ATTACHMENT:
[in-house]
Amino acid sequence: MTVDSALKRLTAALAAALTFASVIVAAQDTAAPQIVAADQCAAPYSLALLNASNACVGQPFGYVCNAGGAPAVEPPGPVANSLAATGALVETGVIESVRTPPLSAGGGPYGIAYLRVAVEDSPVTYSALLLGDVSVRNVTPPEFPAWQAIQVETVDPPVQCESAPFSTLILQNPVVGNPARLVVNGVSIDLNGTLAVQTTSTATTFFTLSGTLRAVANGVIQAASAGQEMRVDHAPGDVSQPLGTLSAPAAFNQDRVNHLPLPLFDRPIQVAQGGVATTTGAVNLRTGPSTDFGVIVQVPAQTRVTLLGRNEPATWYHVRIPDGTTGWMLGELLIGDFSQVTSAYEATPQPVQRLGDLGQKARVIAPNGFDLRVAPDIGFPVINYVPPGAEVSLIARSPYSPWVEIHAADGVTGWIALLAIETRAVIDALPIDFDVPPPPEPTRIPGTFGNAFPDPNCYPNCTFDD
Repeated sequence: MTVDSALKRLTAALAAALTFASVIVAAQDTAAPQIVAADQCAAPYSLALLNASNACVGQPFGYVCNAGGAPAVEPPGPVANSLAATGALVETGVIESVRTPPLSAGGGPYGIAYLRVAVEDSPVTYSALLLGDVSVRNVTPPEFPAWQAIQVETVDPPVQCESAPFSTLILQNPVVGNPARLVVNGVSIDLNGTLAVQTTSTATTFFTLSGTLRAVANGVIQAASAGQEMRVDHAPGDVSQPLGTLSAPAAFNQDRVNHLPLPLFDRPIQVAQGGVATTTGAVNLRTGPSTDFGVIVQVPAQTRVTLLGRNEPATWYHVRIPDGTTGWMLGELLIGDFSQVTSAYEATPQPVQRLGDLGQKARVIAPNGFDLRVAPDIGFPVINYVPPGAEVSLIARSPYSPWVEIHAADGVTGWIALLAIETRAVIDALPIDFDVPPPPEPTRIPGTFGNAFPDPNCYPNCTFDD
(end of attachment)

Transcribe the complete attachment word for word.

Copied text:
[in-house]
Amino acid sequence: MTVDSALKRLTAALAAALTFASVIVAAQDTAAPQIVAADQCAAPYSLALLNASNACVGQPFGYVCNAGGAPAVEPPGPVANSLAATGALVETGVIESVRTPPLSAGGGPYGIAYLRVAVEDSPVTYSALLLGDVSVRNVTPPEFPAWQAIQVETVDPPVQCESAPFSTLILQNPVVGNPARLVVNGVSIDLNGTLAVQTTSTATTFFTLSGTLRAVANGVIQAASAGQEMRVDHAPGDVSQPLGTLSAPAAFNQDRVNHLPLPLFDRPIQVAQGGVATTTGAVNLRTGPSTDFGVIVQVPAQTRVTLLGRNEPATWYHVRIPDGTTGWMLGELLIGDFSQVTSAYEATPQPVQRLGDLGQKARVIAPNGFDLRVAPDIGFPVINYVPPGAEVSLIARSPYSPWVEIHAADGVTGWIALLAIETRAVIDALPIDFDVPPPPEPTRIPGTFGNAFPDPNCYPNCTFDD
Repeated sequence: MTVDSALKRLTAALAAALTFASVIVAAQDTAAPQIVAADQCAAPYSLALLNASNACVGQPFGYVCNAGGAPAVEPPGPVANSLAATGALVETGVIESVRTPPLSAGGGPYGIAYLRVAVEDSPVTYSALLLGDVSVRNVTPPEFPAWQAIQVETVDPPVQCESAPFSTLILQNPVVGNPARLVVNGVSIDLNGTLAVQTTSTATTFFTLSGTLRAVANGVIQAASAGQEMRVDHAPGDVSQPLGTLSAPAAFNQDRVNHLPLPLFDRPIQVAQGGVATTTGAVNLRTGPSTDFGVIVQVPAQTRVTLLGRNEPATWYHVRIPDGTTGWMLGELLIGDFSQVTSAYEATPQPVQRLGDLGQKARVIAPNGFDLRVAPDIGFPVINYVPPGAEVSLIARSPYSPWVEIHAADGVTGWIALLAIETRAVIDALPIDFDVPPPPEPTRIPGTFGNAFPDPNCYPNCTFDD